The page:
I met Amer *, a young Syrian Druze refugee, at a smoke-filled cafe in the Berlin borough of Neukölln. “Before the war,” he told me, “no one would care if you were a Muslim, Christian, Druze, or anything else. I am Syrian. We are all Syrian. But now, people want to know what your religion is and then they will act differently towards you. This is the problem.”
I’ve heard many statements like these over the course of my research on the experiences of Syrian refugees from religious minority backgrounds. Whether in Turkey, Jordan, or now in Germany, where I am currently during research, I’m finding a growing divide among Syrian refugees on the basis of religion – or of sectarianism.
There has been much attention across Europe on the religious intolerance and prejudices held by far-right political parties and other groups towards refugees. But religious prejudice is also a feature and challenge of relations between refugees – and this must be better understood if it is to be overcome.
Attacks in refugee centres
In 2016, at a Düsseldorf refugee centre, lunch was served during the Ramadan month of fasting. A dispute ensued and two refugees burned down the hall in protest, later standing trial for the religiously motivated crime. Later in 2016, a report revealed other accounts of attacks on religious minority refugees, particularly against converts to Christianity, in refugee centres across Germany.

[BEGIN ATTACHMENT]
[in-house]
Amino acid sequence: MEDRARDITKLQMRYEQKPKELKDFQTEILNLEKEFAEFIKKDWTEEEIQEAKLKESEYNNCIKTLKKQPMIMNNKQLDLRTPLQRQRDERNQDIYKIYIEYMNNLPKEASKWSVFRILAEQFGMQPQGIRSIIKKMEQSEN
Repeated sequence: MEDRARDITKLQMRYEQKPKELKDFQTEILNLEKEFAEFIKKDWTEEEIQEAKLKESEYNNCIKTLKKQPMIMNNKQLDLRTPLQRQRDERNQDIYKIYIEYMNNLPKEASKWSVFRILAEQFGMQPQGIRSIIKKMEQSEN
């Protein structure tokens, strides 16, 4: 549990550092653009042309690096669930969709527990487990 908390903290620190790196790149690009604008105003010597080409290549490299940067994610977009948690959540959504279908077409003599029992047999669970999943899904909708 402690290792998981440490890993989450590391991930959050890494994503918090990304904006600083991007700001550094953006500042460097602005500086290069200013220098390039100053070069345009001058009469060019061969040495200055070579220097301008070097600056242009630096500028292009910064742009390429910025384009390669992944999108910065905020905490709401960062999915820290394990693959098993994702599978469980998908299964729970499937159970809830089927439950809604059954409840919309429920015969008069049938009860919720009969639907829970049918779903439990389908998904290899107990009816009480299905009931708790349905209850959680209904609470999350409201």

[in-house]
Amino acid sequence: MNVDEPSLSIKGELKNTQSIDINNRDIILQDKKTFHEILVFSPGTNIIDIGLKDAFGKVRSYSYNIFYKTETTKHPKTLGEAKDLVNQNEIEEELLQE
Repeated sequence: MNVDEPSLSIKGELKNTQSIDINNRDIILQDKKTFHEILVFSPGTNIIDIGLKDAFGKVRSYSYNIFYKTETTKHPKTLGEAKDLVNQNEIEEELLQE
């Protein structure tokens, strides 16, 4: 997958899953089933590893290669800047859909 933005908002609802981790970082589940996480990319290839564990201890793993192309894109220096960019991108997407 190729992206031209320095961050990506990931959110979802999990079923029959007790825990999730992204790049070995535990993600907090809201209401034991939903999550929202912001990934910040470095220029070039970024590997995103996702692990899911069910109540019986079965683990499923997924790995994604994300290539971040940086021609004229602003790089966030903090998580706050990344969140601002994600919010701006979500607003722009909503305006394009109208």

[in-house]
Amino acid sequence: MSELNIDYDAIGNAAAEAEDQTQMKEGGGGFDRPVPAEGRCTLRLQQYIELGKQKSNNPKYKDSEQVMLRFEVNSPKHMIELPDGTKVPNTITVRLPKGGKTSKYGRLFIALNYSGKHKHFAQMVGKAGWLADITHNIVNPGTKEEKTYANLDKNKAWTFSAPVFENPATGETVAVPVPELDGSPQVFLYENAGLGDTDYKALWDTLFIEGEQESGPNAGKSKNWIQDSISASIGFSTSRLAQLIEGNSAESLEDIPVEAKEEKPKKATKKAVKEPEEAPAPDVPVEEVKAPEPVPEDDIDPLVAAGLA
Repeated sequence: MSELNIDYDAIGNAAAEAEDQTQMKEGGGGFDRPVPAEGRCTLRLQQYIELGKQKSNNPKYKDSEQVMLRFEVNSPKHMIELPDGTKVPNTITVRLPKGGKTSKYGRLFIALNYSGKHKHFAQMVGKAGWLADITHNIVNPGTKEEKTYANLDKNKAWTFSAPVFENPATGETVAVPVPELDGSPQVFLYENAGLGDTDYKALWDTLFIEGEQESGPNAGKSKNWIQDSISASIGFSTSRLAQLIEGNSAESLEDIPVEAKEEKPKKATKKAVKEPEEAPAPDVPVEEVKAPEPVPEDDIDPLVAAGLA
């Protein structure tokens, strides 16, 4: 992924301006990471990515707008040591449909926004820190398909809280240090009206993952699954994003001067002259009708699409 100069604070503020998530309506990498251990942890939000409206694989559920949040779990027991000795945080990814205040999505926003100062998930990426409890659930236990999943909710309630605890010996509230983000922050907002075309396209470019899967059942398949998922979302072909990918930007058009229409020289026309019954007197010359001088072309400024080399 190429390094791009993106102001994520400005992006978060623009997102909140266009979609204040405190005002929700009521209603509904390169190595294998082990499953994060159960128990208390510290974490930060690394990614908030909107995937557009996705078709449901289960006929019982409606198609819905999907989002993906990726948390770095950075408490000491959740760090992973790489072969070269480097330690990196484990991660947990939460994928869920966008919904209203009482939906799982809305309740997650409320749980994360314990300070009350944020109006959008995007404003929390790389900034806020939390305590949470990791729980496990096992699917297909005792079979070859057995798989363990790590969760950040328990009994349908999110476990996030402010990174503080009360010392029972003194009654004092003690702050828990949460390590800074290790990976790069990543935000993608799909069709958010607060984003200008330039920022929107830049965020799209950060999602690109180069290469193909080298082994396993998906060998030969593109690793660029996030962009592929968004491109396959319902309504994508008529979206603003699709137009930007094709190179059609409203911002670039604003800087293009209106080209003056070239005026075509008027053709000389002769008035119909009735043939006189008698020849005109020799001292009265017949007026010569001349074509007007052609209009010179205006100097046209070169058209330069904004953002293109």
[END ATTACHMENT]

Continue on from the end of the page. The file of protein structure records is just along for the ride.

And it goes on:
People I interviewed told me of harassment they had experienced from other refugees, sometimes for religious reasons. Often the accounts may seem subtle – from a young Christian woman questioned by a Muslim woman as to why she was not wearing a veil. Or a Muslim man telling another Muslim that he is “kafir” (an infidel) for eating pork. Those refugees who have faced such harassment, however, experience significant discomfort and insecurity from these incidents.
In other cases, refugees in Jordan, Turkey, and Germany told me they had experienced overt acts of intolerance, including physical attacks for wearing a religious symbol, such as a cross, or for not attending prayer services.
How racism impacts your health -by Roberta K. Timothy
Health impacts related to racism interrupt narratives of the ‘disadvantaged,’ the ‘poor,’ the ‘lazy’ and the ‘needy’.